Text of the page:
N.Korea economy shrinks most since 1990s famine: Seoul
North Korea's sanctions-hit economy shrank in 2018 by its largest margin since the country's devastating famine in the 1990s, the South's central bank said on Friday.
North Korea, which holds most of the peninsula's mineral resources, was once wealthier than its southern neighbour, but decades of mismanagement and the demise of its former benefactor the Soviet Union have left it deeply impoverished.
The isolated nation saw its gross domestic product contract 4.1 percent last year, the second consecutive year of decline after a 3.5 percent slump the year before, Seoul's Bank of Korea (BOK) said.
It was the worst drop since 1997, during the peak of a nationwide famine that saw hundreds of thousands -- some estimates say millions -- die of starvation.
The North does not publish economic statistics of its own, leaving outside estimates as the only available figures for its financial performance.
The UN Security Council in 2017 banned North Korea's main exports -- coal, fisheries and textile products, among others -- to cut off its access to hard currency in response to Pyongyang's pursuit of nuclear weapons and ballistic missiles.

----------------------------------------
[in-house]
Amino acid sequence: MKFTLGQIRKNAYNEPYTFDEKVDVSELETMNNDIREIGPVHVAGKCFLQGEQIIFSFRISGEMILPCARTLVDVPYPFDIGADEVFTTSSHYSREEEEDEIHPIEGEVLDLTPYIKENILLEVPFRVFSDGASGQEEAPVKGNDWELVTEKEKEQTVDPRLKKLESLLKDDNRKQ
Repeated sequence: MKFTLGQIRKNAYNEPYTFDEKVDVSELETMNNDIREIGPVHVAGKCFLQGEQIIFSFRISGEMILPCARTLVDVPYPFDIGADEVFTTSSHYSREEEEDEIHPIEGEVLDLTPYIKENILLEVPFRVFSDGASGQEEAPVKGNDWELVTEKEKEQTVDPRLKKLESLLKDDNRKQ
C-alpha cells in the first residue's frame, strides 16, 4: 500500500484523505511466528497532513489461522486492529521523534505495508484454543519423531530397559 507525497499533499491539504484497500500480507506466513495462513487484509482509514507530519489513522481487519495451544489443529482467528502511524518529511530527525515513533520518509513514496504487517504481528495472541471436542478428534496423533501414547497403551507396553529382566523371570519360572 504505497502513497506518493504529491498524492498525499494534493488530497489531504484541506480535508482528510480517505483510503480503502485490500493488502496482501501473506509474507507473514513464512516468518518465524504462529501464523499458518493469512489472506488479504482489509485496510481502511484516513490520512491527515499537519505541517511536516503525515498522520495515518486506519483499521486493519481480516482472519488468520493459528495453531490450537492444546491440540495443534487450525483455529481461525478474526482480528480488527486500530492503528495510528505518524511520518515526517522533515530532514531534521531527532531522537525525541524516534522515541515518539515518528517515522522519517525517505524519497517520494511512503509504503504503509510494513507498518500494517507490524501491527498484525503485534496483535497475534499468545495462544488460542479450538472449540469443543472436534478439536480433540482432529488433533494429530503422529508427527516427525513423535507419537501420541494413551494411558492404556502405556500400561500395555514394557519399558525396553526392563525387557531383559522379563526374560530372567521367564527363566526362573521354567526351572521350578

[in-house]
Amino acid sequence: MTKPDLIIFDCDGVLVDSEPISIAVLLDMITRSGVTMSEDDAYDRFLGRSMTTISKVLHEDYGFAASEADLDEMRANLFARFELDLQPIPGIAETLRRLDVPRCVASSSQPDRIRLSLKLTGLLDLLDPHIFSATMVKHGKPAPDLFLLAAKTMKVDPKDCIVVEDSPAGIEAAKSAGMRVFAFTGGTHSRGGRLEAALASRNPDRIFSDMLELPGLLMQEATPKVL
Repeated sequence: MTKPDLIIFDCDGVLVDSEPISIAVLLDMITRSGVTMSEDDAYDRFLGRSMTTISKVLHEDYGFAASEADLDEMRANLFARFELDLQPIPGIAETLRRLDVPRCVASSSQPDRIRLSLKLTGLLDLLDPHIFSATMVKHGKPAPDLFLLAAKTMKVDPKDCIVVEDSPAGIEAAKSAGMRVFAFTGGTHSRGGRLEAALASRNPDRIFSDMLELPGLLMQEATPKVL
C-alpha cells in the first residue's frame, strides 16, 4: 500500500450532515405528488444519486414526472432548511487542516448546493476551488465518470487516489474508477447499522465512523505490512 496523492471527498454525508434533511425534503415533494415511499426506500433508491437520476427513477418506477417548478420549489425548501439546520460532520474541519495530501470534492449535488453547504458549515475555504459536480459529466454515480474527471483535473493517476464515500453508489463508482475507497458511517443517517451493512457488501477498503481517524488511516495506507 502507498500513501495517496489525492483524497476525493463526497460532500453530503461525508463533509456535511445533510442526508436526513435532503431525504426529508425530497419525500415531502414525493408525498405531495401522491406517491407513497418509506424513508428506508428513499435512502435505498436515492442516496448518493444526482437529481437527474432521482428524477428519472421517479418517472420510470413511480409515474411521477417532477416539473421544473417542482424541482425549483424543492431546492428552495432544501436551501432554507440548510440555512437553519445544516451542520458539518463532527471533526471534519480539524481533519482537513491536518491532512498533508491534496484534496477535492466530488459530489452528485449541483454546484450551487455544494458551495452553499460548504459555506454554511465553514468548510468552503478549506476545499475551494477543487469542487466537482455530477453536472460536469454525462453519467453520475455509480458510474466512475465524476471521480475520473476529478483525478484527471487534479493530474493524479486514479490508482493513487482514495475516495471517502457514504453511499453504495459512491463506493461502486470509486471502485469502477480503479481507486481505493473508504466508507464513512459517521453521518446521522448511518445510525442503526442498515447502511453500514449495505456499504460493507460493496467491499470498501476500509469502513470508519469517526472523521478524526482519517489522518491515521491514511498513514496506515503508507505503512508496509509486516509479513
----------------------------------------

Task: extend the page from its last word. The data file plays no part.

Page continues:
The sanctions cut the North's exports by more than 85 percent last year while the country's international trade fell in value by nearly half, the BOK said.
"On top of the sanctions, which really affected the North's export of textiles and minerals, we also think last year's heat wave played a factor in its agriculture industry," a bank official told AFP.
The country's gross national income in 2018 was estimated at 35.9 trillion won ($30.35 billion) -- just two percent of that of the South.
Its per capita income was $1,119 last year, while the South's was 26 times higher, according to the BOK.
Despite historic summits between North Korean leader Kim Jong Un and US President Donald Trump, nuclear negotiations between the two countries remain stalled, with the North firing two short-range missiles into the sea on Thursday.
© 2019 AFP